This article was published in Australian Dictionary of Biography, Volume 2, (MUP), 1967
Georgiana Molloy (1805-1843), amateur botanist, was born on 23 May 1805 near Carlisle, Cumberland, England, one of the five children of David and Elizabeth Kennedy of Crosby Lodge. Both parents came of old Border families. At Cardross, Dumbartonshire, Scotland, on 1 August 1829 she married Captain John Molloy and in October they sailed with their household possessions and eight servants to the new colony in Western Australia. After six weeks at Swan River they decided to settle some 200 miles (322 km) farther south at Augusta at the opening of the Blackwood River on Flinders Bay, where her husband was appointed resident magistrate. Two other families with their servants accompanied them. Augusta lay in heavily timbered country and the settlement's early pioneering was lonely and hard. Three daughters and a son were born to Mrs Molloy, but the eldest daughter died at birth and the son at nineteen months, in tragic circumstances. In 1836 most of the settlers began to leave Augusta to look for land easier to develop. The Molloys themselves left in 1839 and moved to the Vasse River, sixty miles (97 km) northward, where a homestead, Fair Lawn, was built, and two more daughters were born.
For relief from her arduous life of pioneering Georgiana Molloy turned to botanizing. She was a keen gardener but soon found greater enjoyment in observing the indigenous flowers which bloomed profusely in spring. At first she gathered, pressed and mounted them in a hortus siccus, but in 1836 Lady Stirling's cousin, Captain James Mangles, R.N., hitherto unknown to Mrs Molloy, wrote from England inviting her to collect and send him seeds of the native plants of the region. This she proceeded to do, accompanying them with written descriptions and with the albums of pressed flowers she had prepared. Most of their correspondence over five years has been preserved. The seeds she sent to Mangles were given by him to various botanical gardens in England, to such well-known private gardeners as Joseph Paxton, and to Dr Lindley, secretary of the Horticultural Society. Plants previously unknown were propagated and developed from them and were scientifically classified. Too often seeds and plants were poorly consigned from the antipodes and did not survive the shipping hazards; but Mrs Molloy's seeds from Western Australia became noted among English enthusiasts for their freshness and careful packing. Each hortus siccus she sent was remarkable for the precision both of mounting and description. Some of them are retained at Kew Herbarium. She won mention in George Bentham's Flora Australiensis … (London, 1863-78) and in Britten and Boulger's A Biographical Index of Deceased British and Irish Botanists, 2nd ed (London, 1931). Had she lived longer she might have added to her botanical fame but soon after the birth of her sixth daughter she died at Fair Lawn, Busselton, on 8 April 1843. Her correspondence with friends, as well as with Captain Mangles, shows her to have had a most sensitive and interesting personality.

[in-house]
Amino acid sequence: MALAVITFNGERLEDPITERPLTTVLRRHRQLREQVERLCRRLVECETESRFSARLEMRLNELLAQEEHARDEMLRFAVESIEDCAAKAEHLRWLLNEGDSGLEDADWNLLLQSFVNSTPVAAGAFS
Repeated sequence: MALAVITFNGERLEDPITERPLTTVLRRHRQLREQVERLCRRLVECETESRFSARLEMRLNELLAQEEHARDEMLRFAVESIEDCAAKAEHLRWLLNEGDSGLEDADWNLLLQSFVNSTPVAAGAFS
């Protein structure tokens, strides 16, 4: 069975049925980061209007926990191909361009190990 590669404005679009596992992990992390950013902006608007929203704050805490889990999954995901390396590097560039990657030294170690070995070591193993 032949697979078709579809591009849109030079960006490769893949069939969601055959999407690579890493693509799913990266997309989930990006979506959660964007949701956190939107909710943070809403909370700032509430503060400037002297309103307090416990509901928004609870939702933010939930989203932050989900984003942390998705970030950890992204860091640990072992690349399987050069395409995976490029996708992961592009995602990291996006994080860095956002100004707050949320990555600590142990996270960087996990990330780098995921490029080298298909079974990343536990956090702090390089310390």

Alexandra Hasluck, 'Molloy, Georgiana (1805–1843)', Australian Dictionary of Biography, National Centre of Biography, Australian National University, http://adb.anu.edu.au/biography/molloy-georgiana-2467/text3305, published first in hardcopy 1967, accessed online 22 February 2017.
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This article was first published in hardcopy in Australian Dictionary of Biography, Volume 2, (MUP), 1967